Please email this link to everyone you know who cares about the 40+ churches that have closed or merged in the last 13 months! Spread the Word! Spread the Good News! Churches are important, not just to us as Catholics, but our neighborhood communities as well! Join us! We’ll be waiting for you!
As Archbishop Chaput continues to close churches and refuses to meet with the faithful, area Catholics struggle to understand. As a member of St. Joachim Parish (and we do have an open Appeal in the Vatican), we learned last year that “the decision has been made and we are not considering any changes”. From Philly.com, “Archbishop Nixes Appeals by Five Closed Parishes”.
Personally, I would respectfully ask the Archbishop to rethink this policy. Evidence is mounting and even more credible that the Area Pastoral Planning Process is severely flawed. Every parish we have spoken to, has had the same experience that we, at St. Joachim, have had. All parishioners were not consulted and recommendations of the PPA’s have been overturned at the highest level without any explanation at all to the reasoning or the logic. This process needs to be reviewed and redone. The history of our neighborhood parishes is deep and rich. Our needs today require that we unite and become “One body, One church” whether we are from Marcus Hook or Montgomeryville, South Philly or Swarthmore. Only then, can we be heard.
“So I exhort the presbyters among you, as a fellow presbyter and witness to the suffering of Christ and one who has a share in the glory to be revealed. Tend the flock of God in your midst, [overseeing] not by constraint, but by willingness as God would have it, not for shameful profit, but eagerly. Do not lord it over those assigned to you, but be examples to the flock. And when the chief Shepherd is revealed, you will receive the unfading crown of glory.”
The mighty wind of the Spirit is stirring throughout this Archdiocese to ask for an honest and earnest discussion about the future of the Catholic Church in Philaelphia and its surrounding suburbs. This Spirit is inclusive and urges that all the voices of the faithful be heard. Can you hear it, Archbishop Chaput? Do you feel it? Perhaps it’s time for a new direction, a new course?
One week ago, we rallied in front of the Archdiocese to ask Archbishop Chaput to hear us – his families seeking to understand the closure of our churches without a full explanation from those who decided this was best for the “salvation of souls” and would enable the Archdiocese to provide even better “pastoral care” to the faithful of Philadelphia. Before we are able to host the World Meeting of Families in 2015, we need to get our own house in order.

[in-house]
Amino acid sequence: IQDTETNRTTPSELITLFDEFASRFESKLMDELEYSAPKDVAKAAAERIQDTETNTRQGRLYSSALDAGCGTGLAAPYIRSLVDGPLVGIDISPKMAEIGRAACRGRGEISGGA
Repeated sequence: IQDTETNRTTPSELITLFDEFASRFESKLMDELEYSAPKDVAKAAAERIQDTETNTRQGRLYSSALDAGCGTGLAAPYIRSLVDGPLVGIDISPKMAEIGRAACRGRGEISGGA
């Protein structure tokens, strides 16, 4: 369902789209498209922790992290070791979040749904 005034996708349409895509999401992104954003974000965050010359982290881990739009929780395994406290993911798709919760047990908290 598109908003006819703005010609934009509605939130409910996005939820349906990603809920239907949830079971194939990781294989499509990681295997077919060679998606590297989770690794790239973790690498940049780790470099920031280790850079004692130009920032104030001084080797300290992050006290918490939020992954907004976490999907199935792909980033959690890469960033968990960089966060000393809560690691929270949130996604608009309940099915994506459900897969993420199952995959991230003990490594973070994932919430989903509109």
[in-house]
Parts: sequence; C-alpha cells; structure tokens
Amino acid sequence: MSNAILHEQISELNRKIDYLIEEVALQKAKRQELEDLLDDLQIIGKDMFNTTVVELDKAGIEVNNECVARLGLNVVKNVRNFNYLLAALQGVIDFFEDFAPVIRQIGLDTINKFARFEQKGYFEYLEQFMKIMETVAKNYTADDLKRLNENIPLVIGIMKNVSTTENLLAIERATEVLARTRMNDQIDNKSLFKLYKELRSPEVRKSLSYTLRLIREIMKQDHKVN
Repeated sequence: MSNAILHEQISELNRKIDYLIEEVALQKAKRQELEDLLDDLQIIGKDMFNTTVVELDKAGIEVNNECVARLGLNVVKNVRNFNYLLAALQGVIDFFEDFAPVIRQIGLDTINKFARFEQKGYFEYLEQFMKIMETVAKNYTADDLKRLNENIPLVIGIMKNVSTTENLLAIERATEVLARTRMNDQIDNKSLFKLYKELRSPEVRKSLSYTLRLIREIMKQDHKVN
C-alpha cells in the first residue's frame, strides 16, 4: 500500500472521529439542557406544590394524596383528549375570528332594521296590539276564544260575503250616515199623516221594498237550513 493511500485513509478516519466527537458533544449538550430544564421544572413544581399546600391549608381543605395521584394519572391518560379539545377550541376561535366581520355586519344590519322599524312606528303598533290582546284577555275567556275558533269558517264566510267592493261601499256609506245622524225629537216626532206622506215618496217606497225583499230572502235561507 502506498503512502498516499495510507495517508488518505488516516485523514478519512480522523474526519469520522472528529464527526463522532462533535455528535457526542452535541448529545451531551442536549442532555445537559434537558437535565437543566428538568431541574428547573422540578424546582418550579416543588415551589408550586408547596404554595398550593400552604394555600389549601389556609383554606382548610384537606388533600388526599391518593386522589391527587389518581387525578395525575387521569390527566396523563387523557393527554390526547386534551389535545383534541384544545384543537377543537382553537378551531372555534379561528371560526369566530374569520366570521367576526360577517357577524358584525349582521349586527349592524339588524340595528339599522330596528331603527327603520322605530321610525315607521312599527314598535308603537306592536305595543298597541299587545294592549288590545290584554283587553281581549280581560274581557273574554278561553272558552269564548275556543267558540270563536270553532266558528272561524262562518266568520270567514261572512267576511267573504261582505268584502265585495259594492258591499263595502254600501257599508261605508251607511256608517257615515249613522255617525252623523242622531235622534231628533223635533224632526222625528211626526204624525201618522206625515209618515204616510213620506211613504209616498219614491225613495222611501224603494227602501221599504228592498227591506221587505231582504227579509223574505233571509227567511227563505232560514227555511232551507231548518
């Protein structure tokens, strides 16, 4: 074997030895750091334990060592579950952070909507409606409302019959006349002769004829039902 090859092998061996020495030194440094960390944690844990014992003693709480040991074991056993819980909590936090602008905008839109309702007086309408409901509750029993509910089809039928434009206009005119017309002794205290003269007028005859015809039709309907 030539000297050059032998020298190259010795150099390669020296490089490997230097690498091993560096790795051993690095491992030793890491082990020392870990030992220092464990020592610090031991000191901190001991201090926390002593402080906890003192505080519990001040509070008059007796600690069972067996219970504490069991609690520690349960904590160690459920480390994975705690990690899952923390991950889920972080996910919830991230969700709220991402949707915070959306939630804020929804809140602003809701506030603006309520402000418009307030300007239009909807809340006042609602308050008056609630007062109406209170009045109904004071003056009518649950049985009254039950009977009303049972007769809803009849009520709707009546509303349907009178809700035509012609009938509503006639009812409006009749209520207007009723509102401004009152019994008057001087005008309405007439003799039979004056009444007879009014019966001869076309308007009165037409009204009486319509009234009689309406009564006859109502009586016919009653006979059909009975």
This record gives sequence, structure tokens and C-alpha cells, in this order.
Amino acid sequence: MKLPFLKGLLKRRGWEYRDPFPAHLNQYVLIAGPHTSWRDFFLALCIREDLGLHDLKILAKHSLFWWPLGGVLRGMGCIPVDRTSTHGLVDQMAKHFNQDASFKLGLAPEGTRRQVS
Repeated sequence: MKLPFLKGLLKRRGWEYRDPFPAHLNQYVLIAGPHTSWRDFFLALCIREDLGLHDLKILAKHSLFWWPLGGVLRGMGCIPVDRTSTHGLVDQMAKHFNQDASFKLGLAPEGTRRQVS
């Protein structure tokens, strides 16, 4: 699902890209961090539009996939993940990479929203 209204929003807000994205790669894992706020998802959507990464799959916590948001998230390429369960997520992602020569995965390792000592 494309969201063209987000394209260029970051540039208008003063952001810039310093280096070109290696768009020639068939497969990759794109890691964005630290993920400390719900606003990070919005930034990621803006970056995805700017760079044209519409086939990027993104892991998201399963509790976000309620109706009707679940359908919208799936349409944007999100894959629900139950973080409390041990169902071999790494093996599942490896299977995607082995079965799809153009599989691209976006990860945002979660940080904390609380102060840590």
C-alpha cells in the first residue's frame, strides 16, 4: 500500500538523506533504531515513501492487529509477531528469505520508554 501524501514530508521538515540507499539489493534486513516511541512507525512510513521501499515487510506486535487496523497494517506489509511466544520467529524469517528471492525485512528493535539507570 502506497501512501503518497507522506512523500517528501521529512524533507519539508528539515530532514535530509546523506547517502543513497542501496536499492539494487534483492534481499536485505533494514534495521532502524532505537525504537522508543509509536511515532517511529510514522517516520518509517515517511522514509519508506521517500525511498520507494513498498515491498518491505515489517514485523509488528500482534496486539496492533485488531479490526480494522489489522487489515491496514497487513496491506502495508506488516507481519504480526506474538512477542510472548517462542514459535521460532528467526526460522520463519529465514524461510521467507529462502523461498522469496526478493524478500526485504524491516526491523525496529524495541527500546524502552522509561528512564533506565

You have heard us and the press has heard us. We believe. We continue to work to get answers to our questions regarding the Parish Area Pastoral Planning Initiative and the resulting abandonment of the lifeblood of the Church here in Philadelphia.
Al Dia pubished another article on our story this week. You can read it here. If you need to translate it to English, copy the url, visit Google Translate and simple paste in the url and hit “translate”.
We thank Channel 6 news, The Metro, Al Dia and you for caring about this most important issue.
Our thanks to Gilberto Gonzalez who shared this on Facebook.
Pope Francis in a homily on March 18, 2014 reiterated what Isaiah told the people of Sodom and Gomorrah: “Redress the wronged, hear the orphan’s plea and defend the widow!” This assures us that we are on the “good path”!
That’s what we want for the Archdiocese of Philadelphia, too!
Now is the time to act if your parish has been one of the 46 being studied and probably recommendations have already been made. It is much easier to keep a church open than to have to re-open it. Make your voice heard if you believe that the Parish Area Pastoral Planning Initiative is as flawed as what some of us have already experience. Working together, we can come up with a fairer, more inclusive process that doesn’t destroy parishes that for generations has served the Catholic families of this Archdiocese. The people who have sacrificed to keep these churches going need us to continue the legacy of the Church in our communities.
Look at this list. If you know people, contact them and bring them tomorrow! Join us at 12 Noon on Thursday, March 20, in front of the Archdiocese Office Building at 222 N. 17th Street.
See you there! Stand up to make your voice heard! God bless you!
photo credit: PMillera4 via photopincc